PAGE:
The message of the cross tells us certain things about our lives and this universe. It tells us that God is present in the depths of human suffering. It tells us that God is made known to us in weakness, anguish, and despair as much as—if not more than—in victory and strength. It is to have a confident faith—or a doubting, struggling faith—that God is making something new even in the midst of great suffering.

The message of the cross does not invite us to wallow in suffering. We know weakness, anguish, and despair, but we do not need to seek them out. Always the way of Christ is the way of life. But the way of weakness and suffering is also the way of God with us. This is the God who takes away all reasons to boast in our wisdom, might, or wealth, stripping away all that we might choose to exalt ourselves. Yet this is also the God who acts with steadfast love, delighting in creation, delighting in us.

The message of the cross is our wholeness, our life, the salvation that we desire.

Knowing Jesus only as crucified is incomplete. We need resurrection for our understanding of God and of life to be complete. But not knowing Jesus crucified is also incomplete. For in Jesus we see neither tragedy nor triumph, but gospel—the good news that God has come to us, shared our common lot, and invites us to be new people in the new creation that began with the death and resurrection of Jesus.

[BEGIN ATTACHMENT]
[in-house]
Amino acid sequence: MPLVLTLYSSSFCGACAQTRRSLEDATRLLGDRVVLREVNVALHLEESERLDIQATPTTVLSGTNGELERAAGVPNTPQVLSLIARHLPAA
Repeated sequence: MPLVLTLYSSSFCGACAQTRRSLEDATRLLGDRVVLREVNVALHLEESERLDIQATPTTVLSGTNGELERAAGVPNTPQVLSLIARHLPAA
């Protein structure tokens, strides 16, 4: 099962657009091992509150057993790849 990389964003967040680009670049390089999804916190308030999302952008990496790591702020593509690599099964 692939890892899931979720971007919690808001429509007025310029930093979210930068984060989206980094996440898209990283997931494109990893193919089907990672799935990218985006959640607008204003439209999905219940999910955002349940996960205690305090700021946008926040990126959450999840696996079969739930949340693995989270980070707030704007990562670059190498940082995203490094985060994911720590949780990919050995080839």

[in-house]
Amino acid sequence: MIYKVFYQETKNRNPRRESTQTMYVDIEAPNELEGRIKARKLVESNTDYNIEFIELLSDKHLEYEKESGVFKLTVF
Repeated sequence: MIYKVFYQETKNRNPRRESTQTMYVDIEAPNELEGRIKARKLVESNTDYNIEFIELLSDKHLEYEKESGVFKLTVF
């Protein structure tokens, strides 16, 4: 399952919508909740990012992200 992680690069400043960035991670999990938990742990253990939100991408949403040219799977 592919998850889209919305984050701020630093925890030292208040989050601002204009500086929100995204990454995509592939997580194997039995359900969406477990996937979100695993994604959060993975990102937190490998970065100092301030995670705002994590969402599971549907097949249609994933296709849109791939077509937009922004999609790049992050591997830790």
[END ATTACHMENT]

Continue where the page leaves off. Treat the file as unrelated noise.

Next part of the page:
This is the message of the cross.

And as important for us this morning are Paul’s words about the recipients of that message. “For those of us who are being saved, the message of the cross is the power of God.”

“Those of us who are being saved.”

Now wait a minute.

Can’t we always find people over on the Pentecrest asking students if they are saved? Don’t we, when members join this congregation, pray that we will all “be witnesses of our risen Savior?” And if we have a savior, have we not also been saved? Isn’t this our current reality?

Not so fast, Paul would say. We are people who are, as Paul puts it, “being saved.” If the Cross is that place where God is bringing the new creation into being, then we recognize that this new creation is an ongoing process. The old order is passing away and we are part of what has been called the not-yet-completed character of salvation in Christ.

We are people still in the making. And what we shall become is revealed only slowly over time.

In Bethsaida some people bring a blind man to Jesus seeking his healing touch. After laying his hands on the man, Jesus asks, “Can you see anything?”

His curious reply is, “I can see people, but they look like trees, walking.”

In all the Gospels, this is the only account of a healing that does not take place immediately. Here new sight comes only gradually. And there is something encouraging for us in this story of healing in stages.

It reminds us that the life of faith is a process. Remember that story about the Adam and Eve and the serpent that we heard last Sunday? In it the serpent promises instant awareness: “Your eyes will be opened, and you will be like God, knowing good and evil.” If we want quick solutions, the serpent has them for us.

If we choose to follow in the way of Jesus Christ, our sight, our healing, our wholeness might take a little longer, but it will be more complete in the end.

The quick answers are not the ones we really seek.